Dynein Light Chain LC8 Negatively Regulates NF- B through the Redox-dependent Interaction with I B

Department of Life Science, Division of Life and Pharmaceutical Sciences, and Center for Cell Signaling and Drug Discovery Research, Ewha Womans University, 11-1 Daehyun-dong, Seodaemun-gu, Seoul, Korea.
Journal of Biological Chemistry (Impact Factor: 4.57). 07/2008; 283(35):23863-71. DOI: 10.1074/jbc.M803072200
Source: PubMed


Redox regulation of nuclear factor kappaB (NF-kappaB) has been described, but the molecular mechanism underlying such regulation has remained unclear. We recently showed that a novel disulfide reductase, TRP14, inhibits tumor necrosis factor alpha (TNFalpha)-induced NF-kappaB activation, and we identified the dynein light chain LC8, which interacts with the NF-kappaB inhibitor IkappaBalpha, as a potential substrate of TRP14. We now show the molecular mechanism by which NF-kappaB activation is redox-dependently regulated through LC8. LC8 inhibited TNFalpha-induced NF-kappaB activation in HeLa cells by interacting with IkappaBalpha and thereby preventing its phosphorylation by IkappaB kinase (IKK), without affecting the activity of IKK itself. TNFalpha induced the production of reactive oxygen species, which oxidized LC8 to a homodimer linked by the reversible formation of a disulfide bond between the Cys(2) residues of each subunit and thereby resulted in its dissociation from IkappaBalpha. Butylated hydroxyanisol, an antioxidant, and diphenyleneiodonium, an inhibitor of NADPH oxidase, attenuated the phosphorylation and degradation of IkappaBalpha by TNFalpha stimulation. In addition LC8 inhibited NF-kappaB activation by other stimuli including interleukin-1beta and lipopolysaccharide, both of which generated reactive oxygen species. Furthermore, TRP14 catalyzed reduction of oxidized LC8. Together, our results indicate that LC8 binds IkappaBalpha in a redox-dependent manner and thereby prevents its phosphorylation by IKK. TRP14 contributes to this inhibitory activity by maintaining LC8 in a reduced state.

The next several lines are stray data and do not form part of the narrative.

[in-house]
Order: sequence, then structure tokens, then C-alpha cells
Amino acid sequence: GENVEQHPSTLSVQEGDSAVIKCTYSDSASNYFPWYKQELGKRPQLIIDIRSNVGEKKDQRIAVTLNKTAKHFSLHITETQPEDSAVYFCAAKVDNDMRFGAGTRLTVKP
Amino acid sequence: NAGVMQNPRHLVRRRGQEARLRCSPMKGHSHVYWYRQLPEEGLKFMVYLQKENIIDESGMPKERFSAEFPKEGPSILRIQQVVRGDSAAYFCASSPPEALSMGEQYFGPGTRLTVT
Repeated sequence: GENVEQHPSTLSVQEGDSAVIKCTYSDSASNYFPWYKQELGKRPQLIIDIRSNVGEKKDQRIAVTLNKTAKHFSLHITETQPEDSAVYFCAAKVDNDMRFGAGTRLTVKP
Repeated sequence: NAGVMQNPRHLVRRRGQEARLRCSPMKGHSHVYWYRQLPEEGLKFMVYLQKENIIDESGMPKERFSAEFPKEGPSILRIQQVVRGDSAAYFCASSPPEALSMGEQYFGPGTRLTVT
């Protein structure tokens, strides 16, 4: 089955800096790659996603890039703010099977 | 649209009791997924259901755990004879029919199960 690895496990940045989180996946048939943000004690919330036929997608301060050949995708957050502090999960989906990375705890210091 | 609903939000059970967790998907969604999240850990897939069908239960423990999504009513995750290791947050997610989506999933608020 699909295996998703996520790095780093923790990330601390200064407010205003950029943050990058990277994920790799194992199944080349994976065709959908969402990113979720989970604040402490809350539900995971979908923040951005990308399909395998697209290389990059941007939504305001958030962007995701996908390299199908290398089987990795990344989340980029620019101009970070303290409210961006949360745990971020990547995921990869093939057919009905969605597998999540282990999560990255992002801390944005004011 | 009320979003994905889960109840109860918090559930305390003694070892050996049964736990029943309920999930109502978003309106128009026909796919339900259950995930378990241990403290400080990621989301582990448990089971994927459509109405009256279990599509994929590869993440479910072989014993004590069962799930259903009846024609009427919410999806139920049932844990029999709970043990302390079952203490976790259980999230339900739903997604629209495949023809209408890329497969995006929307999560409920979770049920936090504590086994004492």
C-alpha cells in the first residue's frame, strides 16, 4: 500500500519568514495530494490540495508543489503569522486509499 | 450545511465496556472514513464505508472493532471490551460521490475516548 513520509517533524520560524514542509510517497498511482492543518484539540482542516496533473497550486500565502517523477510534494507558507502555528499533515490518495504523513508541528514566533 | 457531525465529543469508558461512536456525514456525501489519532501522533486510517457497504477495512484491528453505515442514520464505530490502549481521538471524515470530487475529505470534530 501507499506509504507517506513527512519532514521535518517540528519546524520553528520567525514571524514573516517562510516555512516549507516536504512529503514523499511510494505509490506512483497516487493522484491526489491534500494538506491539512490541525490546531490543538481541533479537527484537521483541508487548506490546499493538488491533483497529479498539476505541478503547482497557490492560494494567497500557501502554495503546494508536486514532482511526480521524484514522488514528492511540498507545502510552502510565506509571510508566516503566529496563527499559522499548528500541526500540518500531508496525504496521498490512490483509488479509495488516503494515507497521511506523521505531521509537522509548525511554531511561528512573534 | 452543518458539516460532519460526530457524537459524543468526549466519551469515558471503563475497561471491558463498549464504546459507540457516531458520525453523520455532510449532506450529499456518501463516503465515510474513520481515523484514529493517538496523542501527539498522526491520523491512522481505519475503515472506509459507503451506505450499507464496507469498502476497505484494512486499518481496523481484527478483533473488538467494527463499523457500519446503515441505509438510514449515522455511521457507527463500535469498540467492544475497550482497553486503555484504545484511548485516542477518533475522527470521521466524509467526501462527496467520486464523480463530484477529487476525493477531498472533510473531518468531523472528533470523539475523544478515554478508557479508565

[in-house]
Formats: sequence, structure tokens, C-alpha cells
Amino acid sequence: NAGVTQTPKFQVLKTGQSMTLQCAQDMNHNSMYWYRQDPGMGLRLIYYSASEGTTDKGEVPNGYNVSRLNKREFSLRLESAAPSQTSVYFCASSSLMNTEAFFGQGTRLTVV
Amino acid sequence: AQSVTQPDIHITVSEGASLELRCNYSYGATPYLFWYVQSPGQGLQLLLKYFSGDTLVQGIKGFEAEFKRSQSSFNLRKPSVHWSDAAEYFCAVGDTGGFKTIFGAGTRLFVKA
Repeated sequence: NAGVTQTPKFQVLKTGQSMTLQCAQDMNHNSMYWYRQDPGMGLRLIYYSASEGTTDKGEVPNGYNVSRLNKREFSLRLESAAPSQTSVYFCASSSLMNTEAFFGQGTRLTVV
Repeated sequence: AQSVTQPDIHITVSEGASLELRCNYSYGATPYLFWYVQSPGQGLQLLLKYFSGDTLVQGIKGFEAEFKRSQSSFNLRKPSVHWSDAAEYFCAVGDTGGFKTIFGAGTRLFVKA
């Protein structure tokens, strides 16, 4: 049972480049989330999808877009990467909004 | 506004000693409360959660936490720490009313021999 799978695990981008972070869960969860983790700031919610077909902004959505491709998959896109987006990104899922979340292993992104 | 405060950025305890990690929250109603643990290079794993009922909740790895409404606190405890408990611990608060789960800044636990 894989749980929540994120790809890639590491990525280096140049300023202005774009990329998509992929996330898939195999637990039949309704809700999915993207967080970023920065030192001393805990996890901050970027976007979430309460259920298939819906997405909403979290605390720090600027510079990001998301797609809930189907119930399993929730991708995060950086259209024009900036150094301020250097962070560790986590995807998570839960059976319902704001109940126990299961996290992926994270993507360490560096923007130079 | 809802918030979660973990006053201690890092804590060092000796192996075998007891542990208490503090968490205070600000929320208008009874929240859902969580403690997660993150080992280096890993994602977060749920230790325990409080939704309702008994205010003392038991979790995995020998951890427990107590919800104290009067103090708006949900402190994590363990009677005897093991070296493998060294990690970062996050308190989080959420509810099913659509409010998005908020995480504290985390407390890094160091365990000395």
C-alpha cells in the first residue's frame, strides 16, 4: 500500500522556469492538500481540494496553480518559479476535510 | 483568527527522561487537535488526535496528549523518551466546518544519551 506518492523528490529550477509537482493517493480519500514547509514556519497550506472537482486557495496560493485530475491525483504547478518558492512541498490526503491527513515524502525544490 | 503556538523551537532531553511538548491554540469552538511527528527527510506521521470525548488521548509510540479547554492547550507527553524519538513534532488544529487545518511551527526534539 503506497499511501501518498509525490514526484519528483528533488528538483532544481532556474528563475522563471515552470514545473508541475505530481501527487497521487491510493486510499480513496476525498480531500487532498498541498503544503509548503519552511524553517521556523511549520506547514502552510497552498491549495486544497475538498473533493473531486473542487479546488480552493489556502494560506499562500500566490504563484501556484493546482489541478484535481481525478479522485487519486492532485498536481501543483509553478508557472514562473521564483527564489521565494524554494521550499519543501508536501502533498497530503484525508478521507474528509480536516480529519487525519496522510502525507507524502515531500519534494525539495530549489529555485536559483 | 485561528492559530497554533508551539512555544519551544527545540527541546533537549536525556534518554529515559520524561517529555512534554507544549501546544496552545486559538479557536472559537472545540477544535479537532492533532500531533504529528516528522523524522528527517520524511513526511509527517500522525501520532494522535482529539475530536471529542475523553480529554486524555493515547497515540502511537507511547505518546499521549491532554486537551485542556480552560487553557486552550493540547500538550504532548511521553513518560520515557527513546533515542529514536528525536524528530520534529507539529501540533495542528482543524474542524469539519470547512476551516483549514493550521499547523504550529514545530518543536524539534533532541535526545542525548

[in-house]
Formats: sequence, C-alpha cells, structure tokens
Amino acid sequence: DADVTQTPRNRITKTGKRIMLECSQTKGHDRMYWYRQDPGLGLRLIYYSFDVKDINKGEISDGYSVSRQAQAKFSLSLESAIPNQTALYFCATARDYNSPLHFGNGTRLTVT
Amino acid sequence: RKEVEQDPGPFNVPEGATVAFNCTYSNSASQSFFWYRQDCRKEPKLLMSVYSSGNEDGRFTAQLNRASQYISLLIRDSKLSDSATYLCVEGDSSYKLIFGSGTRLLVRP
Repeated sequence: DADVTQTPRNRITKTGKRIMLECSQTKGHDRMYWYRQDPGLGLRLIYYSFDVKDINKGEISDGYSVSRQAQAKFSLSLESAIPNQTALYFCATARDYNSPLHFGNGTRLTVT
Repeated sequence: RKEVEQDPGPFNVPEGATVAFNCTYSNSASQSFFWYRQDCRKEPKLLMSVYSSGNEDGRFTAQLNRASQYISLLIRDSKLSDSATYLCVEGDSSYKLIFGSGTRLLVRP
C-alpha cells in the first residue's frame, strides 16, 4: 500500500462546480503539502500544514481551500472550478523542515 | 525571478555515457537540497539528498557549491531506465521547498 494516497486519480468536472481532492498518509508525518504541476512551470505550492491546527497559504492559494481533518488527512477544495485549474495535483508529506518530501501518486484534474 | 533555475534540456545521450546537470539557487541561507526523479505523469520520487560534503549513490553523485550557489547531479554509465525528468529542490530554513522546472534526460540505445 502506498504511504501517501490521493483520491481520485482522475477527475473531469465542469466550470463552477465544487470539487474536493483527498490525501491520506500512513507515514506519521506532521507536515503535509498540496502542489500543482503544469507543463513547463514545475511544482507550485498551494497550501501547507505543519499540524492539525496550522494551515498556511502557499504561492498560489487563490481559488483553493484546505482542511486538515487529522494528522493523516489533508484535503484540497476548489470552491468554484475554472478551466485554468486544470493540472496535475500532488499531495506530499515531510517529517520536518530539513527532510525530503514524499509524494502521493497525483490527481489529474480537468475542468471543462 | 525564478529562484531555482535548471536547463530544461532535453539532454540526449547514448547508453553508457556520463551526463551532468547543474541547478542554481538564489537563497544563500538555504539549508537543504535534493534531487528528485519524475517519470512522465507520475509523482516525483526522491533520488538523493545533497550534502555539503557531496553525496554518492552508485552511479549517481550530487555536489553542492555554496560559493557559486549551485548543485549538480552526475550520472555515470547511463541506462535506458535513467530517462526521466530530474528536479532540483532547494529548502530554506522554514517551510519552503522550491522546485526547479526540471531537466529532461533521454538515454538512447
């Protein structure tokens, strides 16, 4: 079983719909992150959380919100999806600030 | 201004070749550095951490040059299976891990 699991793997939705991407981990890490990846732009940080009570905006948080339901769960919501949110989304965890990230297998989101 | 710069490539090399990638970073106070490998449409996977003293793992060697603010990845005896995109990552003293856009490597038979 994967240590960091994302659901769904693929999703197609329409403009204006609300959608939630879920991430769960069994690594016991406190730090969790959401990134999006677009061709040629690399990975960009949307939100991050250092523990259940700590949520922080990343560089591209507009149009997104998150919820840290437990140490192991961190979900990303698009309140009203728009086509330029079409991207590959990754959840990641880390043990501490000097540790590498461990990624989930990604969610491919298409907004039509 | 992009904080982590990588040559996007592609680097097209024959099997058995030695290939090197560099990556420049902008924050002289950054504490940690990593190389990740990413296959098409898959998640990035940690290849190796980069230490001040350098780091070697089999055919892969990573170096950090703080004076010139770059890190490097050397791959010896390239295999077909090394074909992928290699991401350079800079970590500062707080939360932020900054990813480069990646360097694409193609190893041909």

6 Reads
  • Source
    • "NOX is the major enzymatic source of cellular superoxide anion. Through the production of small and transient amounts of superoxide, NOX coactivates membrane receptor-mediated signaling cascades, including those triggered by cytokines (e.g., TNFα), growth factors, and hormones (e.g., insulin) [49] [50] [51]. However, sustained NOX and/or uncontrolled activation (e.g., chronic inflammation) leads to oxidative stress, which is proposed to be a major contributor to MetS and T2D development [52] [53]. "
    [Show abstract] [Hide abstract]
    ABSTRACT: We investigated the capacity of dietary (-)-epicatechin (EC) to mitigate insulin resistance through the modulation of redox-regulated mechanisms in a rat model of metabolic syndrome (MetS). Adolescent rats were fed a regular chow diet without or with high fructose (HFr) (10% (w/v)) in drinking water for 8 weeks, and a group of HFr-fed rats was supplemented with EC in the diet. HFr-fed rats developed insulin resistance which was mitigated by EC supplementation. Accordingly, the activation of components of the insulin signaling cascade (insulin receptor (IR), IRS-1, Akt and ERK1/2) was impaired, while negative regulators (PKC, IKK, JNK and PTP1B) were upregulated in the liver and adipose tissue of HFr rats. These alterations were partially or totally prevented by EC supplementation. In addition, EC inhibited events which contribute to insulin resistance: HFr-associated increased expression and activity of NADPH oxidase, activation of redox-sensitive signals, expression of NF-κB-regulated pro-inflammatory cytokines and chemokines, and some sub-arms of endoplasmic reticulum stress signaling. Collectively, these findings indicate that EC supplementation can mitigate HFr-induced insulin resistance and are relevant to define interventions that can prevent/mitigate MetS-associated insulin resistance.
    Free Radical Biology and Medicine 04/2014; 72. DOI:10.1016/j.freeradbiomed.2014.04.011 · 5.74 Impact Factor
  • Source